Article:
Instructional Video for Leadership

Written by Steven Kolber

For anyone with even the tiniest awareness of Educational Leadership, the reality of schools is almost entirely predicated on time. Specifically, for leadership and leaders, the most impactful and crucial time is that devoted to meetings. Indeed, I have argued before that the quality of leadership is almost entirely dependant on two factors: the quality of conversations and the quality of meetings. With a subset of meeting quality, being the amount of voices genuinely given priority and a chance to influence the decision-making process. Yet, at the same time, meetings as a whole are one of the things within schools that are perhaps the most robustly resistant to change. A meeting now would be recognisable to anyone from almost any point in previous history.

You might argue perhaps that the use of PowerPoint is an innovation that allows for more succinct communication (or the complete opposite, the leading cause of death in meetings), perhaps OneNote, Microsoft Teams, or similar tools allow a revolution within these processes? Perhaps the use of web conferencing software like Zoom, Skype or Adobe Connect allowing more participants in the process regardless of their physical location has changed the form of meetings slightly? Yet despite these incremental innovations, there seems no real way to improve upon a leadership meeting, a staff meeting or perhaps a Professional Learning Community?

A concept I have been exploring and experimenting with is the idea of Instructional Video and Flipped Learning, ideas most often applied to students and pedagogy being shifted and applied to teacher colleagues and andragogy. This means that staff may read something, or watch a short video before attending a meeting, thus allowing far more time for genuine discussion and engagement as colleagues rather than merely covering agenda items and reading key documents.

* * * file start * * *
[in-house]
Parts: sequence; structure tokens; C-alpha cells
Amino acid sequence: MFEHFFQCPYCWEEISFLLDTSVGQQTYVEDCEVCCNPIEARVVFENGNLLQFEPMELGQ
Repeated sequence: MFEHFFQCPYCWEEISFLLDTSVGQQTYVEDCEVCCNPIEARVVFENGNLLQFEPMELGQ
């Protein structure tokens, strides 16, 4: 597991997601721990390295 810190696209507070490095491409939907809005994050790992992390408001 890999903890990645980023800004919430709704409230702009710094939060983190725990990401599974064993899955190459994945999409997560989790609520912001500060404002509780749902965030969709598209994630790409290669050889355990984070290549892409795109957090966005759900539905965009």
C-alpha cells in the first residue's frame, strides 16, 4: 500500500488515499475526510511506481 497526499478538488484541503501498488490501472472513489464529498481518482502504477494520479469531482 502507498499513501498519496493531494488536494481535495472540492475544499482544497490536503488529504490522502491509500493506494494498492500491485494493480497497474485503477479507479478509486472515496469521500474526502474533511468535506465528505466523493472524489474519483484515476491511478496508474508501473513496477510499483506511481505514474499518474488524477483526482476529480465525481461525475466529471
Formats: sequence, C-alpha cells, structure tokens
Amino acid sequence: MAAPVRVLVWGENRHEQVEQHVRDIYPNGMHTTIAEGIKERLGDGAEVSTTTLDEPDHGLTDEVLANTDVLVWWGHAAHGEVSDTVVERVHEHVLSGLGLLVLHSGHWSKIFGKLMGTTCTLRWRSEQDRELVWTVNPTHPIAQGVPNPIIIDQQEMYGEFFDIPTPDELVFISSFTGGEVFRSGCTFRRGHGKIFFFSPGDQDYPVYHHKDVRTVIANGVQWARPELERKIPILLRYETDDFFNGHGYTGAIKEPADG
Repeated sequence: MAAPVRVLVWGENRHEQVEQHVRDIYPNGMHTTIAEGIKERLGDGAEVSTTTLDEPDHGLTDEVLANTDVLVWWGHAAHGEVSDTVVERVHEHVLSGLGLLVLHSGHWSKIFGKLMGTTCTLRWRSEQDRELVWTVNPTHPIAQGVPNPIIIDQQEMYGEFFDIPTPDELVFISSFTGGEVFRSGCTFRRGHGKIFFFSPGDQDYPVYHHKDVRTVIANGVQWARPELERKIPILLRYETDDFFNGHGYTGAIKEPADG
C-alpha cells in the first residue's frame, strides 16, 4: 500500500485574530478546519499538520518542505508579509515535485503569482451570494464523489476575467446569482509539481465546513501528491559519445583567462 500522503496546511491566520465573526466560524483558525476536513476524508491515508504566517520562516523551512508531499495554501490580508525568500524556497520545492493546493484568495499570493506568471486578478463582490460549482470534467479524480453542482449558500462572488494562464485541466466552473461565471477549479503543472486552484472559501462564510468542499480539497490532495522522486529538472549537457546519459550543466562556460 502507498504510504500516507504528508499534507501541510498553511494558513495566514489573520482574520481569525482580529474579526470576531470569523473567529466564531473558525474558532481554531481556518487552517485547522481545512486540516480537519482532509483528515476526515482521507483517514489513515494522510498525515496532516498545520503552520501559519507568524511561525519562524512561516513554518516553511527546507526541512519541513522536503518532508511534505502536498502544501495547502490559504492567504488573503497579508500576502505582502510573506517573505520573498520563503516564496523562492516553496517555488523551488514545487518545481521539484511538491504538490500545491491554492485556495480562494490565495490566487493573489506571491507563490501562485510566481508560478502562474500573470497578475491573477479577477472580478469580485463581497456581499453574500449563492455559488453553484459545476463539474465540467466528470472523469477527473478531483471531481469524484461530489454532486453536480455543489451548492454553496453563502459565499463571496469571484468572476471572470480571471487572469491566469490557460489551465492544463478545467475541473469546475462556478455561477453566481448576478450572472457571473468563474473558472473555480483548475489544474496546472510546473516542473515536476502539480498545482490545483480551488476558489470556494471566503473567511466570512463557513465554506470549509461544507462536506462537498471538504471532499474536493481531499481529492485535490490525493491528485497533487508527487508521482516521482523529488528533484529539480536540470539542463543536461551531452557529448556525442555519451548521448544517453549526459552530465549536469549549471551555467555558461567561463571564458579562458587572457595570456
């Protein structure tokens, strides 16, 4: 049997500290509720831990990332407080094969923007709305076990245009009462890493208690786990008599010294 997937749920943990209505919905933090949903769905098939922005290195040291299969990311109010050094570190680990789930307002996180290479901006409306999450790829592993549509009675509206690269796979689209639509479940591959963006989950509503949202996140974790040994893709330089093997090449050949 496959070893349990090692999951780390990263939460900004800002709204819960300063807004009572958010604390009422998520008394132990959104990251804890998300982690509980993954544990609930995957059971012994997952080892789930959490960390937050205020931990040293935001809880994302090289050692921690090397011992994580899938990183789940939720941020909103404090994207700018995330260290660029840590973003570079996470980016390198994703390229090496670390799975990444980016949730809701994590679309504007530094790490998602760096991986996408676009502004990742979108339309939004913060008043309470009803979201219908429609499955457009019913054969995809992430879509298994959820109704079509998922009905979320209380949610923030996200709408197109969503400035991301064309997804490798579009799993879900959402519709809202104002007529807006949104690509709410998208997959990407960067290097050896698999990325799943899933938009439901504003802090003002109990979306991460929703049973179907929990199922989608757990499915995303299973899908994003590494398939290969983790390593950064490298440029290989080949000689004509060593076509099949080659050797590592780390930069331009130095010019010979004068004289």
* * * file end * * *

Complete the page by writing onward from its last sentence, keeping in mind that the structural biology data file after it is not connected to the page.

It could easily be suggested that this method does not solve the dilemma of time within schools, though it does provide a way of re-shuffling the time that is available to allow for greater engagement within those most core times, in this case meeting time.

Extending this idea out, the use of instructional video can also be used to deliver essential communications to staff. For example, perhaps the school is adopting a new system for communication, email, or accountability within a Learning Management System (LMS). The content that most needs to be covered is usually best explained visually, with voice and a tutorial, rather than merely a series of screenshots and text descriptions.

Again, this use of technology may seem simplistic and a small improvement upon previous methods, but in a setting where time truly is of the essence and wherever possible, teachers and leaders aim to spend their time committed to ‘core business’, any slight innovation that allows this to occur is worthy of exploration.

If you accept these proposed ideas, the next question is: How may we innovate the use of meeting time? I personally would use this time to allow a full coverage of opinions from within the group. The same expectations that teachers and educators have for their classes are far too often overlooked when delivering Professional Learning and running meetings. All members of the team should be engaged, contributing and discussing with their colleagues.

Indeed, many leading scholars comment on Professional Learning within teaching as the greatest wasted expenses in the history of education. This could also be applied to the vast majority of meetings, a sentiment that many teachers would be able to echo.

Perhaps, we now have the technology, the access and the ideas to push these concepts further and engage collaboratively at last?

Please come and meet me at the Digital Classrooms conference, a component of the National Education Summit Melbourne where we will discuss all components of Video for Teaching and Learning

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